lauva

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See also: Lauva, Lauvā, and lauvā

Latvian[edit]

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 Lauva on Latvian Wikipedia

Wikipedia lv

Lauvas

Alternative forms[edit]

Etymology[edit]

A borrowing from Middle High German louwe (cf. German Löwe), from Proto-Germanic *laujan, a borrowing from Latin leō. It has been suggested, on the basis of Lithuanian liū̃tas (lion), Russian лютый (ljutyj) зверь (ljútyj zver’, beast, lion), that there was an earlier Slavo-Balto-Germanic term with the root *liu-; if so, this term was lost very early on in Latvian, replaced by the Middle High German borrowing. First mentioned (as lavis, lauve) in 17th-century Bible translations. A family name Louvis is attested from the 16h century.[1]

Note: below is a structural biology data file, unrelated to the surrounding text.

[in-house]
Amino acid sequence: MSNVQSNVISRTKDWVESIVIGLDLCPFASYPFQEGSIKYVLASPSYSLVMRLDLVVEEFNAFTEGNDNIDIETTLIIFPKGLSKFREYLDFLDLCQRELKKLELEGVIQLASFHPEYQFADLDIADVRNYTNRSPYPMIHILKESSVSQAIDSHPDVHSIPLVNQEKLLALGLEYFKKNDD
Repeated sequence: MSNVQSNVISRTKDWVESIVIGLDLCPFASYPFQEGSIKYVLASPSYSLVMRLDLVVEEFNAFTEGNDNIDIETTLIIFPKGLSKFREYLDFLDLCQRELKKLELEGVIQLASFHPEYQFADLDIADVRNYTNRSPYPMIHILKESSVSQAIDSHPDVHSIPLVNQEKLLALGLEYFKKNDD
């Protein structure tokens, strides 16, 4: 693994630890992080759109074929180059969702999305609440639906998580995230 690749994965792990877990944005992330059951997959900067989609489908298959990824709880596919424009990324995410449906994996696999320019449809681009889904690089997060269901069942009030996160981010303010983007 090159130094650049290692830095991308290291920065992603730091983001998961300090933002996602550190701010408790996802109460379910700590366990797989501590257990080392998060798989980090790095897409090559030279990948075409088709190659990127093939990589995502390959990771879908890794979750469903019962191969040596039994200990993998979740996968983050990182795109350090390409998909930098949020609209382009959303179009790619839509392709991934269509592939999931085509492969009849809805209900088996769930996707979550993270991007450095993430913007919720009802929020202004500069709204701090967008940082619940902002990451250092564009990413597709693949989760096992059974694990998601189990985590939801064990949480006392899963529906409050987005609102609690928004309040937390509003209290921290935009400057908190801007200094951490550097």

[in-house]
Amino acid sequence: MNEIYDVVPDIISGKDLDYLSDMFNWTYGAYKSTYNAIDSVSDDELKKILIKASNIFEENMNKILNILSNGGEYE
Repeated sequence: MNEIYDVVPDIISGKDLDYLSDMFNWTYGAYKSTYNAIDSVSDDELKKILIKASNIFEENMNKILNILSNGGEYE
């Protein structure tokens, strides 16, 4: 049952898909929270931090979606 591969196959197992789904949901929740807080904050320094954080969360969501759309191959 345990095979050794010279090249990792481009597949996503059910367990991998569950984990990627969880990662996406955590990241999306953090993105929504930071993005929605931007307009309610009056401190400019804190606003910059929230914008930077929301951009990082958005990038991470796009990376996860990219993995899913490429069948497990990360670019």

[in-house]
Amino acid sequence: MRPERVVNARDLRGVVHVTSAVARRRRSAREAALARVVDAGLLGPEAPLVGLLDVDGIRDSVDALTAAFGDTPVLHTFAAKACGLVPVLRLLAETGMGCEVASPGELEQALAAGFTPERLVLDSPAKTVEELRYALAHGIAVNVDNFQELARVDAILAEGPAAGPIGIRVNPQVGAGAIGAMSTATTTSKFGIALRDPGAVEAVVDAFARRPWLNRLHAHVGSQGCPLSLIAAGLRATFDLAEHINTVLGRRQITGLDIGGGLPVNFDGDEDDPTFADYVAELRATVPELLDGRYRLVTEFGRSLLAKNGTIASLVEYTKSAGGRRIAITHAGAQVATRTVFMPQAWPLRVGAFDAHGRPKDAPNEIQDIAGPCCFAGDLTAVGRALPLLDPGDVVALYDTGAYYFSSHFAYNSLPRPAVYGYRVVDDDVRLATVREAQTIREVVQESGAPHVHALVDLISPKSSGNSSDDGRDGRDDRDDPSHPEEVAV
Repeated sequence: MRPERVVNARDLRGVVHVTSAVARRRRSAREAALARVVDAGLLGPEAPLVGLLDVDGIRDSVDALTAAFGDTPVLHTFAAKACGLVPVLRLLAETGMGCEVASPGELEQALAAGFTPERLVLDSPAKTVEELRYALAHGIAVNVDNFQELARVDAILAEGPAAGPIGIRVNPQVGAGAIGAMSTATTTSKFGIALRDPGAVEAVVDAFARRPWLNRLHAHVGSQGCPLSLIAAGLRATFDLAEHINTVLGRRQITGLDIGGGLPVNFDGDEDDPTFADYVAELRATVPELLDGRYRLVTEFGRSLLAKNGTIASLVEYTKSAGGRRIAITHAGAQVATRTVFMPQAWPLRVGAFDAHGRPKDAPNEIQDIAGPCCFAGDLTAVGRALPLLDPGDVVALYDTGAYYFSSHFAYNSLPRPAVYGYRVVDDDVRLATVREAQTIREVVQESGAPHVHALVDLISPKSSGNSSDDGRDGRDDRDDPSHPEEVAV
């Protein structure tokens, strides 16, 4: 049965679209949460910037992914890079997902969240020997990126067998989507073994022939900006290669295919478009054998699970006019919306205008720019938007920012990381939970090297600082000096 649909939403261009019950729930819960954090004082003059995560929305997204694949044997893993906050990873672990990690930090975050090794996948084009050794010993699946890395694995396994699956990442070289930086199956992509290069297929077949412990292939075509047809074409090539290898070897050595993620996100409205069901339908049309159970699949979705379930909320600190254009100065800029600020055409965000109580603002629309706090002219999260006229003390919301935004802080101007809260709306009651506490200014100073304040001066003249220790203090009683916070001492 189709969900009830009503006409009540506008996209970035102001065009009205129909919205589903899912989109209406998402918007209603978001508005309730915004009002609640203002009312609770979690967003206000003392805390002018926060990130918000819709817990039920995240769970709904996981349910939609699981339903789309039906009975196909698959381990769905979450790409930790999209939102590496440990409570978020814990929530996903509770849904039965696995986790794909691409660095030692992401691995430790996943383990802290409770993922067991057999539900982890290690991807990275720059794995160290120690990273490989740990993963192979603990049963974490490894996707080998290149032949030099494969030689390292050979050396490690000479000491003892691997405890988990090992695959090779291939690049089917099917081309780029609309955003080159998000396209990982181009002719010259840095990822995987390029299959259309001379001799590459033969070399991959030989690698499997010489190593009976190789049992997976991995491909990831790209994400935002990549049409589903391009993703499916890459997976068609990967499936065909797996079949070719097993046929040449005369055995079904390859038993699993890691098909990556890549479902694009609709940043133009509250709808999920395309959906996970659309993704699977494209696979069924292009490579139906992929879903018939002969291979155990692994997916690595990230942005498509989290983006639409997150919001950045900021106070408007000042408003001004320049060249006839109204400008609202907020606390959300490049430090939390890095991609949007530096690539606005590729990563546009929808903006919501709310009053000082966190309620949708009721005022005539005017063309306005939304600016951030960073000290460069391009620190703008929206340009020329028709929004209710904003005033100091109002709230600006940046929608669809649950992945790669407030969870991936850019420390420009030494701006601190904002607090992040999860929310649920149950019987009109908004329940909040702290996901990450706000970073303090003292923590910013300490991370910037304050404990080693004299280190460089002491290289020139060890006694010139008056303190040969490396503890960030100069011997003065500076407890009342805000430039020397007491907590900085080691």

Pronunciation[edit]

Noun[edit]

lauva m, f (4th declension, irregular gender, dative singular)

  1. lion in general (Panthera leo)
    lauvu mātīte, lauvene — female lion, lioness
    dresēt lauvas — to tame, train lions
    lauvas tiesa — the lion's share, the biggest part
  2. specifically, a male lion

Declension[edit]

Usage notes[edit]

The term lauva is ambigenous. It is masculine when it refers to males and feminine when it refers to females. It is, however, always declined as a feminine noun, with the exception of its dative singular form, which is lauvam when it refers to a male and lauvai when it refers to a female.

Synonyms[edit]

Derived terms[edit]

References[edit]

  1. ^ “lauva” in Konstantīns Karulis (1992, 2001), Latviešu Etimoloģijas Vārdnīca, in 2 vols, Rīga: AVOTS, ISBN: 9984-700-12-7

Norwegian Bokmål[edit]

Alternative forms[edit]

Noun[edit]

lauva n

  1. definite plural of lauv

Norwegian Nynorsk[edit]

Noun[edit]

lauva n

  1. plural definite of lauv